11. We did not pray the Te Deum at Mass this morning. Tomorrow is just a plain Tuesday in England; in one of the two churches of the parish I attend there will be no Mass at all, so I do not have much hope for the Veni Creator either…

  12. Marion Ancilla Mariae says:

    (From the Enchiridion) A PLENARY INDULGENCE is granted to those who visit the Most Blessed Sacrament for at least one half hour (together with the three prerequisites of a plenary indulgence: 1. Sacramental Confession; 2. Communion, and 3. Prayer for the intention of the Holy Father, all to be performed within days of each other if not at the same time.)

    If it is open, one may visit the Church to spend 30 minutes with Jesus, even when one is alone, even at midnight, even in a silent, empty church, and recite or sing or be led in no formal prayers at all, and yet still gain this Plenary Indulgence.

    And this applies 364 days per year, and 365 per year on leap years.

  13. Imrahil says:

    all to be performed within days of each other if not at the same time

    As to what I heard, this does not apply to Sacramental Confession. The rumours are uncertain whether Sacramental Confession needs to be within 8, 14, or even 21 days, but all agree that it need not be within days (and that you can gain plurious plenary indulgences on one Confession).

  14. mpolo says:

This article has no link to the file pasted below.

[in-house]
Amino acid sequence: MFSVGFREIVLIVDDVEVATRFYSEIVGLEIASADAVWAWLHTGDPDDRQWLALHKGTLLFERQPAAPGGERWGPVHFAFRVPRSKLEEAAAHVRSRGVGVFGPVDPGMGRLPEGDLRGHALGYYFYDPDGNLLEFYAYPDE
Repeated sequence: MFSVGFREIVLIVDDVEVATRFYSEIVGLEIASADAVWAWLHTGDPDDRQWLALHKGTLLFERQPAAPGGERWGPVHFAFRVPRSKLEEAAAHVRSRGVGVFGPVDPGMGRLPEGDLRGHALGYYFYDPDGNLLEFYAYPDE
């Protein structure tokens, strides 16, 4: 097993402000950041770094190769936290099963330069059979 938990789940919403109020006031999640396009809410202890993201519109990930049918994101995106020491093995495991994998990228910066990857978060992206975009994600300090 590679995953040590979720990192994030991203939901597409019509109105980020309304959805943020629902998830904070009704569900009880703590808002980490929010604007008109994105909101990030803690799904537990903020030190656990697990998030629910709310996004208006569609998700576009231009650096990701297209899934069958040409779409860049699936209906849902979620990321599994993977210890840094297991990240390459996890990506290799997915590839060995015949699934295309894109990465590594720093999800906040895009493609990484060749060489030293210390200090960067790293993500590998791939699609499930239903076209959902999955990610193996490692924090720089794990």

At the Great Jubilee in Rome, the information posted in front of the holy doors indicated 3 weeks before or after, but most people seem to quote the two weeks period. I don’t know if there was a special concession extending the period for the Jubilee.

  15. JonPatrick says:

    We had the Te Deum before midnight, and the Veni Creator after midnight, all led by the Brothers and Sisters (Slaves of the Immaculate Heart of Mary), no priest.

  16. jesusthroughmary says:

    And this applies 364 days per year, and 365 per year on leap years.”

    On what day is this not available?

    Also, adoration of the Blessed Sacrament is only one of the four plenary indulgences that may be obtained at any time in any place. The other three are: devoutly reading the Scriptures for at least 30 minutes; a public or family recitation of at least one set of five mysteries of the Rosary; and the making of the Way of the Cross in a place where the 14 Stations have been legitimately erected.

  17. APX says:

    We attempted to sing Te Deum in solemn tone at midnight, but pretty much no one knew how to sing it, myself included.

  18. Rouxfus says:

    Here is a version available on YouTube with the prayer and chant notation provided:

    Veni Creator Spiritus

  19. Jerry says:

    Our solemn high Mass started at 11 PM. With the Te Deum chanted before Mass, the elevation of the host at the consecration was at the stroke of midnight — accompanied by the neighborhood fireworks! A very unexpected and moving moment.

  20. Skeinster says:

    I was saying my thanksgiving and didn’t realize they were chanting the Veni Creator until it was almost over.
    So I did the Stations of the Cross instead.

  21. Sword40 says:

    Our choir got it done. Not exactly a masterpiece, but very wonderful! Many of us tried to keep up but not so successful. Overall we were very “moved” by this tradition.

  22. lana says:

    Don’t the Dec 31/Jan1 plenary indulgences require the usual conditions for Mass, confession, prayers?